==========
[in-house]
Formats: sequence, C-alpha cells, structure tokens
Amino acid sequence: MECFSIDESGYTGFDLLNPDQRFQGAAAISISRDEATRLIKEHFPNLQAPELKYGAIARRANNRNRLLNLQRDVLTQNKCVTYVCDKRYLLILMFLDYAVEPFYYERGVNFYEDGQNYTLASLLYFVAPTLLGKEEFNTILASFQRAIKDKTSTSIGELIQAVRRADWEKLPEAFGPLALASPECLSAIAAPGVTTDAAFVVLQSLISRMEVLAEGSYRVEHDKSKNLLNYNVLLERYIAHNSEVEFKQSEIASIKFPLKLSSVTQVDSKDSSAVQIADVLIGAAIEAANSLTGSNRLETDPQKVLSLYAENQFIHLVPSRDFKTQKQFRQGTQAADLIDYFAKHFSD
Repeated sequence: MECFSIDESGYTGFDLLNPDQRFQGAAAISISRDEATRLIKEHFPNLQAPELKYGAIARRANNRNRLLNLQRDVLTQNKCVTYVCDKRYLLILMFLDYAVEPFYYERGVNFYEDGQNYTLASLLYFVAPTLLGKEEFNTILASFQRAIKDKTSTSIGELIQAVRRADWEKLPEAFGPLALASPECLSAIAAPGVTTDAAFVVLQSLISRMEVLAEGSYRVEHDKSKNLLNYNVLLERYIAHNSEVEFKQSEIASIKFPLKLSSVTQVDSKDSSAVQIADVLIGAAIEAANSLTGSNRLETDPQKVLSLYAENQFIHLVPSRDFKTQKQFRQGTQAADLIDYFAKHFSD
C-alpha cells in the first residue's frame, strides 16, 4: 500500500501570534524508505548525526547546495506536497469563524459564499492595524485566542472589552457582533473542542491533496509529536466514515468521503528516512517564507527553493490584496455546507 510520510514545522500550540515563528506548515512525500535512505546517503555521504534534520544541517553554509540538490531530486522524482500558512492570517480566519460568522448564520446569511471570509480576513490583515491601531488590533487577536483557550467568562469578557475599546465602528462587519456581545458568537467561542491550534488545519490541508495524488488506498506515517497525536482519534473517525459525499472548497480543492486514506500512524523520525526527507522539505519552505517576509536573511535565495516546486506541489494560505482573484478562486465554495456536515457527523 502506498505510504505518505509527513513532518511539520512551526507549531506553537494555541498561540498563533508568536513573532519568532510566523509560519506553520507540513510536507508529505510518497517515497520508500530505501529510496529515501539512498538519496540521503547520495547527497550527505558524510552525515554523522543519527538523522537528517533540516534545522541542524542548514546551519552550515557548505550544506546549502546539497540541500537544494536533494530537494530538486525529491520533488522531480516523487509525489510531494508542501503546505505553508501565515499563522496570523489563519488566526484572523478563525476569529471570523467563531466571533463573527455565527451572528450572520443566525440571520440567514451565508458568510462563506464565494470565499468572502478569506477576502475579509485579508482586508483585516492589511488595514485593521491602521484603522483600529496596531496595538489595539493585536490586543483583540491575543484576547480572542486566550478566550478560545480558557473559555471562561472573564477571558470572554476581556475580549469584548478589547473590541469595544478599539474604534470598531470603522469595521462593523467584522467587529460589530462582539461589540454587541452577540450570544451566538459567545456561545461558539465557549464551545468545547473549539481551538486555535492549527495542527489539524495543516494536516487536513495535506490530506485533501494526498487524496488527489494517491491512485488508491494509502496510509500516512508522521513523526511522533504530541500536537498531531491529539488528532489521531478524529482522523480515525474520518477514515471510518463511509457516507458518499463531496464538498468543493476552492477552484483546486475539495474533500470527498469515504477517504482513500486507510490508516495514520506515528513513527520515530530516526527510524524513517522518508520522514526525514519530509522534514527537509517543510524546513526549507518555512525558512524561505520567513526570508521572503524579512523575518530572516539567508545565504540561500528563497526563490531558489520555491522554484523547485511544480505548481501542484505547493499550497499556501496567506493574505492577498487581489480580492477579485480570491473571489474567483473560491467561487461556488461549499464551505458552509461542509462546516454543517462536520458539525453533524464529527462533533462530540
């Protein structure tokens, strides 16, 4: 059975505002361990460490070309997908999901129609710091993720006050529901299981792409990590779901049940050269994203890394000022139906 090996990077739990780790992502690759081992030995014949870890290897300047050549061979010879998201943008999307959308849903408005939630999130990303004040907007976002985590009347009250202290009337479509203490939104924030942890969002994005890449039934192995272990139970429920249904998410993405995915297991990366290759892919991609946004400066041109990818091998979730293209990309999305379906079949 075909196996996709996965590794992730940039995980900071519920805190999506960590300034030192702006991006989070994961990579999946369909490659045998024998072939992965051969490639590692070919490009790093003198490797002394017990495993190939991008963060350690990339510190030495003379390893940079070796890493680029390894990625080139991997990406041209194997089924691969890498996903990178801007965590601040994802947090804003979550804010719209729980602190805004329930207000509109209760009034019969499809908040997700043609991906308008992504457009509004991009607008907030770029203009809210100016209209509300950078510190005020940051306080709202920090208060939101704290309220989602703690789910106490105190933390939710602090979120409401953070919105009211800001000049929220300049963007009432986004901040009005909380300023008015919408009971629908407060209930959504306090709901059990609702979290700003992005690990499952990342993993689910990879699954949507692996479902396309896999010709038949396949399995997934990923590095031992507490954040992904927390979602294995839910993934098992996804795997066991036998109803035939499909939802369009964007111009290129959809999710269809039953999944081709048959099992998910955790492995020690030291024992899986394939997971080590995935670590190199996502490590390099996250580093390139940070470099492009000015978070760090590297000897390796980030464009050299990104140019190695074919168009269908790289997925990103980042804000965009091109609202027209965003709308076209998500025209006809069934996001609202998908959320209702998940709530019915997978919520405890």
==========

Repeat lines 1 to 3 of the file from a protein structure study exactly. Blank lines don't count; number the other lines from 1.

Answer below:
[in-house]
Formats: sequence, C-alpha cells, structure tokens
Amino acid sequence: MECFSIDESGYTGFDLLNPDQRFQGAAAISISRDEATRLIKEHFPNLQAPELKYGAIARRANNRNRLLNLQRDVLTQNKCVTYVCDKRYLLILMFLDYAVEPFYYERGVNFYEDGQNYTLASLLYFVAPTLLGKEEFNTILASFQRAIKDKTSTSIGELIQAVRRADWEKLPEAFGPLALASPECLSAIAAPGVTTDAAFVVLQSLISRMEVLAEGSYRVEHDKSKNLLNYNVLLERYIAHNSEVEFKQSEIASIKFPLKLSSVTQVDSKDSSAVQIADVLIGAAIEAANSLTGSNRLETDPQKVLSLYAENQFIHLVPSRDFKTQKQFRQGTQAADLIDYFAKHFSD